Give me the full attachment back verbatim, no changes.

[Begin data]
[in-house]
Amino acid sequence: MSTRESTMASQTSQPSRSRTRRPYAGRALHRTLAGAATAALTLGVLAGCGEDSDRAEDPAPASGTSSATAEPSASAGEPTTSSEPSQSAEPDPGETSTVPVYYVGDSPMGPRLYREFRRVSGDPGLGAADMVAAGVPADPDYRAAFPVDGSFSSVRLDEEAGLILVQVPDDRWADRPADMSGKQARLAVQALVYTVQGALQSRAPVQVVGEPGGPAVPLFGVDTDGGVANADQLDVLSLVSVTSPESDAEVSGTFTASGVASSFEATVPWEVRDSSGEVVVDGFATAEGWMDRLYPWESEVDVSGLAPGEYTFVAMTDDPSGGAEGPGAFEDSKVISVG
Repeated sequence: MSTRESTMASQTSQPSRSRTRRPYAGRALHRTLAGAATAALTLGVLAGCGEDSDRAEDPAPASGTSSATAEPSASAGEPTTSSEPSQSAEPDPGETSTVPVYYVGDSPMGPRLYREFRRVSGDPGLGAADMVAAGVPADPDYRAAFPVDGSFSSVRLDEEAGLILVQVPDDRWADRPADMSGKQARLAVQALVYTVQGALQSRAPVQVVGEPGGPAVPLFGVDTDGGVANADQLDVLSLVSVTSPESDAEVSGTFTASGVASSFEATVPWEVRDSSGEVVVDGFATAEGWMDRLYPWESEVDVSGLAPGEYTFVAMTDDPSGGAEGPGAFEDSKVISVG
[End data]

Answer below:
[in-house]
Amino acid sequence: MSTRESTMASQTSQPSRSRTRRPYAGRALHRTLAGAATAALTLGVLAGCGEDSDRAEDPAPASGTSSATAEPSASAGEPTTSSEPSQSAEPDPGETSTVPVYYVGDSPMGPRLYREFRRVSGDPGLGAADMVAAGVPADPDYRAAFPVDGSFSSVRLDEEAGLILVQVPDDRWADRPADMSGKQARLAVQALVYTVQGALQSRAPVQVVGEPGGPAVPLFGVDTDGGVANADQLDVLSLVSVTSPESDAEVSGTFTASGVASSFEATVPWEVRDSSGEVVVDGFATAEGWMDRLYPWESEVDVSGLAPGEYTFVAMTDDPSGGAEGPGAFEDSKVISVG
Repeated sequence: MSTRESTMASQTSQPSRSRTRRPYAGRALHRTLAGAATAALTLGVLAGCGEDSDRAEDPAPASGTSSATAEPSASAGEPTTSSEPSQSAEPDPGETSTVPVYYVGDSPMGPRLYREFRRVSGDPGLGAADMVAAGVPADPDYRAAFPVDGSFSSVRLDEEAGLILVQVPDDRWADRPADMSGKQARLAVQALVYTVQGALQSRAPVQVVGEPGGPAVPLFGVDTDGGVANADQLDVLSLVSVTSPESDAEVSGTFTASGVASSFEATVPWEVRDSSGEVVVDGFATAEGWMDRLYPWESEVDVSGLAPGEYTFVAMTDDPSGGAEGPGAFEDSKVISVG